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How to be an LGBTQ+ ally in your community

As part of Pride month and far, far beyond, we’re sharing our top advice on how to be an ally to LGBTQ+ people in your community. Much of this will help you be an ally to any group that has faced marginalisation.

As part of Pride month and far, far beyond, we’re sharing our top advice on how to be an ally to LGBTQ+ people in your community. Much of this will help you be an ally to any group that has faced marginalisation.

Being an ally is about much more than believing in equality and being anti-discriminatory. It’s actively supporting LGBTQ+ people through every day actions as a straight/heterosexual person. You can also be an ally to people of colour as a white person, or a disability ally even though you might not be disabled yourself.

A top tip before we get started – it’s almost impossible to be a perfect ally (but hey, who’s perfect?!) but continuous learning will – slowly but surely – make a big difference in your community.


Show your support

Creating an open environment where people know they can be themselves can start with the simplest things. Wearing a rainbow pin badge or lanyard at an event and adding your preferred pronouns to your name badges/email signature or WhatsApp status can all go a long way to normalising discussions about sexuality and gender.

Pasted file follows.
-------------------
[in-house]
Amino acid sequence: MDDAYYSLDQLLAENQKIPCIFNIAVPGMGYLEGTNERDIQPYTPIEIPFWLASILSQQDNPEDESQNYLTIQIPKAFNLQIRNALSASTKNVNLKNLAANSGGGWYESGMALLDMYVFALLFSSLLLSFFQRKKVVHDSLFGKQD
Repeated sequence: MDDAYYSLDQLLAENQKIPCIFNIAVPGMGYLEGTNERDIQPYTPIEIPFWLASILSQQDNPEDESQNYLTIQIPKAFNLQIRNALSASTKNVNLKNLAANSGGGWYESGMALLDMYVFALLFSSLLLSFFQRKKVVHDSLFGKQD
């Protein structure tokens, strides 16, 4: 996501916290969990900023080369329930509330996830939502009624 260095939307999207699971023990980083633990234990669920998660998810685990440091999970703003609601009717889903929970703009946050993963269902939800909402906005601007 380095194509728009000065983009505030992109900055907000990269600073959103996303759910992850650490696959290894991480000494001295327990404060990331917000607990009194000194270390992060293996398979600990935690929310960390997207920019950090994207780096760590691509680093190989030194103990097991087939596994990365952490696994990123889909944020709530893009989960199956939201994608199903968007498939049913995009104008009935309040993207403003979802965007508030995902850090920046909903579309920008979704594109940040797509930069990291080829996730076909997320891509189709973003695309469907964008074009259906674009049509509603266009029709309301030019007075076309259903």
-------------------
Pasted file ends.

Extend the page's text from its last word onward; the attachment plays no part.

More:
Before displaying any LGBTQ+ icons, follow the advice below and take the time to learn more about LGBTQ+ issues – this will help you feel more confident and equipped to be an everyday ally.

Attending Pride or LGBTQ+ events is also a great way to show solidarity – but, again, do some reading beforehand and be sure to get involved in wider LGBTQ+ conversations – Pride is much more than a colourful party and knowing the history and struggles behind Pride is one of our top allyship pointers.

We’ve prepared some social media graphics you can share on your channels to show your support. If you’re taking part in the Month of Community, we also have a Pride Month of Community stamp you can use!

Download our social media Pride graphics Month of Community stamp: Pride



If somebody wants to talk to you, simply being there for them is usually enough. Let them know they can talk to you, confidentially, whenever they need. If you don’t know how to respond, simply listening or asking gentle questions if they seem stuck will make people feel heard. If somebody does share information about their gender or sexuality with you, don’t assume it’s public knowledge or a ‘secret’ either.


Understand language and terminology

It can seem like language evolves by the day and the LGBTQ+ (lesbian, gay, bisexual, transgender, queer/questioning and often intersex and asexual (+IA)) acronym can make even the most supportive allies fear they’ll get a label wrong.

Identifying as a particular label can be a very important part of a person’s identity – especially if they’ve faced struggles in the past or might be questioning their gender or sexuality. Learning common LGBTQ+ terms helps show solidarity and can help you avoid using any terms that might be OK in some groups or social circles, but not others.

If you do get something wrong, apologise, ask discreetly and move on. It’s common for a pronoun or previous name to pop out as they can be so ingrained in our memories, if this happens, simply apologise and move on. It’s also good to say ‘thank you’ if somebody does correct the pronouns you have used for them. Some people find it helpful to practise the name/pronoun of a trans friend in private if they have recently changed their gender.


Don’t make assumptions